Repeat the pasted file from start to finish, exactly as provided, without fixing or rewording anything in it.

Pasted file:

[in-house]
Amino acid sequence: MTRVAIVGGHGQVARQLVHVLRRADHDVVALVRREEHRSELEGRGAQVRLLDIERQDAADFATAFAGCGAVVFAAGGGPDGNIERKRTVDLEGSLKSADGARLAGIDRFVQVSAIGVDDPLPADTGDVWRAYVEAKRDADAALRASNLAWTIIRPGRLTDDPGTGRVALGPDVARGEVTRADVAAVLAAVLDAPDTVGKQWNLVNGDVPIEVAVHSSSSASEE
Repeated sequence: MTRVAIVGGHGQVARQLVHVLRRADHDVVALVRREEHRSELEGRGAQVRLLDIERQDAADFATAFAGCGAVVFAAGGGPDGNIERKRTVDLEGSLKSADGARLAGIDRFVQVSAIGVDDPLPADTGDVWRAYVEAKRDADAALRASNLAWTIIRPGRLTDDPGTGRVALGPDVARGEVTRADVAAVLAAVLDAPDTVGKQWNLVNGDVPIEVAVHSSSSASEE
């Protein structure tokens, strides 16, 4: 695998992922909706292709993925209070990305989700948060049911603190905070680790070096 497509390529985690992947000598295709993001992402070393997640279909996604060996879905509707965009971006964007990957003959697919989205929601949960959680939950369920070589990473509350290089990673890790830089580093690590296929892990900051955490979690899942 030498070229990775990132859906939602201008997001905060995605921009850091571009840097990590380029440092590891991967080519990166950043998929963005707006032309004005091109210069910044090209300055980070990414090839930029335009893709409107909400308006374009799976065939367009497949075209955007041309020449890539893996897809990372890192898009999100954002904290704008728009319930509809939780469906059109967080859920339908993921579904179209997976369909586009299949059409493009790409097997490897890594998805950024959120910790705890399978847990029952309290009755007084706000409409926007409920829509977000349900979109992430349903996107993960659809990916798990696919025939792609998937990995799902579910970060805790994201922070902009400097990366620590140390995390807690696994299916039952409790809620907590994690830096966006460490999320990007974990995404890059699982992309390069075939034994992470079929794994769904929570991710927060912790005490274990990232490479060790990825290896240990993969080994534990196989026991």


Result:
[in-house]
Amino acid sequence: MTRVAIVGGHGQVARQLVHVLRRADHDVVALVRREEHRSELEGRGAQVRLLDIERQDAADFATAFAGCGAVVFAAGGGPDGNIERKRTVDLEGSLKSADGARLAGIDRFVQVSAIGVDDPLPADTGDVWRAYVEAKRDADAALRASNLAWTIIRPGRLTDDPGTGRVALGPDVARGEVTRADVAAVLAAVLDAPDTVGKQWNLVNGDVPIEVAVHSSSSASEE
Repeated sequence: MTRVAIVGGHGQVARQLVHVLRRADHDVVALVRREEHRSELEGRGAQVRLLDIERQDAADFATAFAGCGAVVFAAGGGPDGNIERKRTVDLEGSLKSADGARLAGIDRFVQVSAIGVDDPLPADTGDVWRAYVEAKRDADAALRASNLAWTIIRPGRLTDDPGTGRVALGPDVARGEVTRADVAAVLAAVLDAPDTVGKQWNLVNGDVPIEVAVHSSSSASEE
């Protein structure tokens, strides 16, 4: 695998992922909706292709993925209070990305989700948060049911603190905070680790070096 497509390529985690992947000598295709993001992402070393997640279909996604060996879905509707965009971006964007990957003959697919989205929601949960959680939950369920070589990473509350290089990673890790830089580093690590296929892990900051955490979690899942 030498070229990775990132859906939602201008997001905060995605921009850091571009840097990590380029440092590891991967080519990166950043998929963005707006032309004005091109210069910044090209300055980070990414090839930029335009893709409107909400308006374009799976065939367009497949075209955007041309020449890539893996897809990372890192898009999100954002904290704008728009319930509809939780469906059109967080859920339908993921579904179209997976369909586009299949059409493009790409097997490897890594998805950024959120910790705890399978847990029952309290009755007084706000409409926007409920829509977000349900979109992430349903996107993960659809990916798990696919025939792609998937990995799902579910970060805790994201922070902009400097990366620590140390995390807690696994299916039952409790809620907590994690830096966006460490999320990007974990995404890059699982992309390069075939034994992470079929794994769904929570991710927060912790005490274990990232490479060790990825290896240990993969080994534990196989026991």